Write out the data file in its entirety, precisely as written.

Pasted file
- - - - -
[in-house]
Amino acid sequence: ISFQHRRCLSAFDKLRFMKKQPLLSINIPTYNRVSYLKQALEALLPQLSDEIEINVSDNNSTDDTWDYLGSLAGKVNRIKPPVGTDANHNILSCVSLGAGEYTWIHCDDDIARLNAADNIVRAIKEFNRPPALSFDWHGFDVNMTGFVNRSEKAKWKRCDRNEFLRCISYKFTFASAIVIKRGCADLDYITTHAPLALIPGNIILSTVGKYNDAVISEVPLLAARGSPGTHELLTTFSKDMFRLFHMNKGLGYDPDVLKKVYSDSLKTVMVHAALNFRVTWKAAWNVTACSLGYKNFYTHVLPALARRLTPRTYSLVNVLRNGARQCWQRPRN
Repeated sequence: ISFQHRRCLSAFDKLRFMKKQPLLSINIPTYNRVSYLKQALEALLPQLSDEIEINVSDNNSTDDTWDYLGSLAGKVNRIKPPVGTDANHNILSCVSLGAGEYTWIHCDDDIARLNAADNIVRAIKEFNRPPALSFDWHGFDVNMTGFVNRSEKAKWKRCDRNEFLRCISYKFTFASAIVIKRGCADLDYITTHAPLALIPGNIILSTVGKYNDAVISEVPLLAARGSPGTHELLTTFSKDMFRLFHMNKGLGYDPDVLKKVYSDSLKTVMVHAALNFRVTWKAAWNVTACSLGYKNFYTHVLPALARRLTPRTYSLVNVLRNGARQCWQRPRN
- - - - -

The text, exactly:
[in-house]
Amino acid sequence: ISFQHRRCLSAFDKLRFMKKQPLLSINIPTYNRVSYLKQALEALLPQLSDEIEINVSDNNSTDDTWDYLGSLAGKVNRIKPPVGTDANHNILSCVSLGAGEYTWIHCDDDIARLNAADNIVRAIKEFNRPPALSFDWHGFDVNMTGFVNRSEKAKWKRCDRNEFLRCISYKFTFASAIVIKRGCADLDYITTHAPLALIPGNIILSTVGKYNDAVISEVPLLAARGSPGTHELLTTFSKDMFRLFHMNKGLGYDPDVLKKVYSDSLKTVMVHAALNFRVTWKAAWNVTACSLGYKNFYTHVLPALARRLTPRTYSLVNVLRNGARQCWQRPRN
Repeated sequence: ISFQHRRCLSAFDKLRFMKKQPLLSINIPTYNRVSYLKQALEALLPQLSDEIEINVSDNNSTDDTWDYLGSLAGKVNRIKPPVGTDANHNILSCVSLGAGEYTWIHCDDDIARLNAADNIVRAIKEFNRPPALSFDWHGFDVNMTGFVNRSEKAKWKRCDRNEFLRCISYKFTFASAIVIKRGCADLDYITTHAPLALIPGNIILSTVGKYNDAVISEVPLLAARGSPGTHELLTTFSKDMFRLFHMNKGLGYDPDVLKKVYSDSLKTVMVHAALNFRVTWKAAWNVTACSLGYKNFYTHVLPALARRLTPRTYSLVNVLRNGARQCWQRPRN